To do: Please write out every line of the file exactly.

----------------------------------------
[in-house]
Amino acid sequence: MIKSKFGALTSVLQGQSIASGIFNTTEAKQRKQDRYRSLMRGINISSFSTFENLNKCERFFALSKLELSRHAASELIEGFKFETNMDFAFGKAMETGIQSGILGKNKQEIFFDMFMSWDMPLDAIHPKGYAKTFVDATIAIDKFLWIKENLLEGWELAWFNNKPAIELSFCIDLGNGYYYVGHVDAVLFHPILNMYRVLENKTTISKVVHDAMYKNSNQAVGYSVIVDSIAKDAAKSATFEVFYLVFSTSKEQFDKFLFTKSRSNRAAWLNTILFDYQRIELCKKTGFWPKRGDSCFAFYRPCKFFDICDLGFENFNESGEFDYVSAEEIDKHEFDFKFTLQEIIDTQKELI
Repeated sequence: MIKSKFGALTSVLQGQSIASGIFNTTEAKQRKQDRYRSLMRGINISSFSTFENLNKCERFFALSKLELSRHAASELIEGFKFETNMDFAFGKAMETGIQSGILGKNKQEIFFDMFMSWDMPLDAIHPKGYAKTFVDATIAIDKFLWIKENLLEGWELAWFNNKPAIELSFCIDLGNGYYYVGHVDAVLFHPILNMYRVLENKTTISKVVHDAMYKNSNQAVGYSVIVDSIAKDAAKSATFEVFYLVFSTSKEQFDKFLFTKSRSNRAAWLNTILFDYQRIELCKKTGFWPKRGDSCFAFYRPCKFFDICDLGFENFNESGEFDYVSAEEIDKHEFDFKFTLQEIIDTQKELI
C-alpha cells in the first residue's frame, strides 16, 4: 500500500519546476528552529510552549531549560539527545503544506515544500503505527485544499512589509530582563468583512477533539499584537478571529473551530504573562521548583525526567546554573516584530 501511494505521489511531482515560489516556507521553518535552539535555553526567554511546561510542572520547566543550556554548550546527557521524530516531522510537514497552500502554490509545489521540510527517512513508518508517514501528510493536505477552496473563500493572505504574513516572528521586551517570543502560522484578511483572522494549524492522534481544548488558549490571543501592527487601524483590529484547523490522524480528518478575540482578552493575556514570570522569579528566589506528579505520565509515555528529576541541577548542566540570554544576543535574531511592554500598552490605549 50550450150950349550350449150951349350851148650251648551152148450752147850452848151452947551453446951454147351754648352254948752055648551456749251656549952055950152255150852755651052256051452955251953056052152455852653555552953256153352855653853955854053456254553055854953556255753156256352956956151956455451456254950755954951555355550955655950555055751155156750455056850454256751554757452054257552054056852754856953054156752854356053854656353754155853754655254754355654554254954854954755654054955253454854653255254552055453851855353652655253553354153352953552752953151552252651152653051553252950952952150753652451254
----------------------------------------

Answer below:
[in-house]
Amino acid sequence: MIKSKFGALTSVLQGQSIASGIFNTTEAKQRKQDRYRSLMRGINISSFSTFENLNKCERFFALSKLELSRHAASELIEGFKFETNMDFAFGKAMETGIQSGILGKNKQEIFFDMFMSWDMPLDAIHPKGYAKTFVDATIAIDKFLWIKENLLEGWELAWFNNKPAIELSFCIDLGNGYYYVGHVDAVLFHPILNMYRVLENKTTISKVVHDAMYKNSNQAVGYSVIVDSIAKDAAKSATFEVFYLVFSTSKEQFDKFLFTKSRSNRAAWLNTILFDYQRIELCKKTGFWPKRGDSCFAFYRPCKFFDICDLGFENFNESGEFDYVSAEEIDKHEFDFKFTLQEIIDTQKELI
Repeated sequence: MIKSKFGALTSVLQGQSIASGIFNTTEAKQRKQDRYRSLMRGINISSFSTFENLNKCERFFALSKLELSRHAASELIEGFKFETNMDFAFGKAMETGIQSGILGKNKQEIFFDMFMSWDMPLDAIHPKGYAKTFVDATIAIDKFLWIKENLLEGWELAWFNNKPAIELSFCIDLGNGYYYVGHVDAVLFHPILNMYRVLENKTTISKVVHDAMYKNSNQAVGYSVIVDSIAKDAAKSATFEVFYLVFSTSKEQFDKFLFTKSRSNRAAWLNTILFDYQRIELCKKTGFWPKRGDSCFAFYRPCKFFDICDLGFENFNESGEFDYVSAEEIDKHEFDFKFTLQEIIDTQKELI
C-alpha cells in the first residue's frame, strides 16, 4: 500500500519546476528552529510552549531549560539527545503544506515544500503505527485544499512589509530582563468583512477533539499584537478571529473551530504573562521548583525526567546554573516584530 501511494505521489511531482515560489516556507521553518535552539535555553526567554511546561510542572520547566543550556554548550546527557521524530516531522510537514497552500502554490509545489521540510527517512513508518508517514501528510493536505477552496473563500493572505504574513516572528521586551517570543502560522484578511483572522494549524492522534481544548488558549490571543501592527487601524483590529484547523490522524480528518478575540482578552493575556514570570522569579528566589506528579505520565509515555528529576541541577548542566540570554544576543535574531511592554500598552490605549 50550450150950349550350449150951349350851148650251648551152148450752147850452848151452947551453446951454147351754648352254948752055648551456749251656549952055950152255150852755651052256051452955251953056052152455852653555552953256153352855653853955854053456254553055854953556255753156256352956956151956455451456254950755954951555355550955655950555055751155156750455056850454256751554757452054257552054056852754856953054156752854356053854656353754155853754655254754355654554254954854954755654054955253454854653255254552055453851855353652655253553354153352953552752953151552252651152653051553252950952952150753652451254